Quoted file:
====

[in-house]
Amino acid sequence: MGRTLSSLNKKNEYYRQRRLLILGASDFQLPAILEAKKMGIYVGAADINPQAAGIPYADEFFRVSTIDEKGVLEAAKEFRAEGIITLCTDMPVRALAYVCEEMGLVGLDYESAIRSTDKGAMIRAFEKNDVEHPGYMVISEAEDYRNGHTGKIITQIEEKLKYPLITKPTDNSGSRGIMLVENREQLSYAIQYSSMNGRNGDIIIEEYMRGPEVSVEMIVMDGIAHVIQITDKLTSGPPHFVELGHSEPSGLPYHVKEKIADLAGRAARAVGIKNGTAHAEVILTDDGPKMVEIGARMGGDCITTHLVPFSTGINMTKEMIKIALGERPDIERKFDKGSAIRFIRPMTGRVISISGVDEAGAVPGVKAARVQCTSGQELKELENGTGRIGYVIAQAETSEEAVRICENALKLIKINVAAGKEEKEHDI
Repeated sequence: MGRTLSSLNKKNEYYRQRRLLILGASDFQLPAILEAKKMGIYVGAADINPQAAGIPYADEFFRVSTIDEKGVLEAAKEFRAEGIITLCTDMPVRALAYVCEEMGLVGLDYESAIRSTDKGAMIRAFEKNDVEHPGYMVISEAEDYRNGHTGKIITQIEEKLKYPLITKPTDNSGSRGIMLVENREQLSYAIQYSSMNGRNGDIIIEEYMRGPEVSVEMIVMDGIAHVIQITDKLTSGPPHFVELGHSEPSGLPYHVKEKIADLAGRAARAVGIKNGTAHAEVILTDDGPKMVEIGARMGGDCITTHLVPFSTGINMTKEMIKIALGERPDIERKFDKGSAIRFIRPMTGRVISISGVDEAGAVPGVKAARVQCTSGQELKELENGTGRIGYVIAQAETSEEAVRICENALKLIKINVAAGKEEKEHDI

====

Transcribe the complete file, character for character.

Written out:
[in-house]
Amino acid sequence: MGRTLSSLNKKNEYYRQRRLLILGASDFQLPAILEAKKMGIYVGAADINPQAAGIPYADEFFRVSTIDEKGVLEAAKEFRAEGIITLCTDMPVRALAYVCEEMGLVGLDYESAIRSTDKGAMIRAFEKNDVEHPGYMVISEAEDYRNGHTGKIITQIEEKLKYPLITKPTDNSGSRGIMLVENREQLSYAIQYSSMNGRNGDIIIEEYMRGPEVSVEMIVMDGIAHVIQITDKLTSGPPHFVELGHSEPSGLPYHVKEKIADLAGRAARAVGIKNGTAHAEVILTDDGPKMVEIGARMGGDCITTHLVPFSTGINMTKEMIKIALGERPDIERKFDKGSAIRFIRPMTGRVISISGVDEAGAVPGVKAARVQCTSGQELKELENGTGRIGYVIAQAETSEEAVRICENALKLIKINVAAGKEEKEHDI
Repeated sequence: MGRTLSSLNKKNEYYRQRRLLILGASDFQLPAILEAKKMGIYVGAADINPQAAGIPYADEFFRVSTIDEKGVLEAAKEFRAEGIITLCTDMPVRALAYVCEEMGLVGLDYESAIRSTDKGAMIRAFEKNDVEHPGYMVISEAEDYRNGHTGKIITQIEEKLKYPLITKPTDNSGSRGIMLVENREQLSYAIQYSSMNGRNGDIIIEEYMRGPEVSVEMIVMDGIAHVIQITDKLTSGPPHFVELGHSEPSGLPYHVKEKIADLAGRAARAVGIKNGTAHAEVILTDDGPKMVEIGARMGGDCITTHLVPFSTGINMTKEMIKIALGERPDIERKFDKGSAIRFIRPMTGRVISISGVDEAGAVPGVKAARVQCTSGQELKELENGTGRIGYVIAQAETSEEAVRICENALKLIKINVAAGKEEKEHDI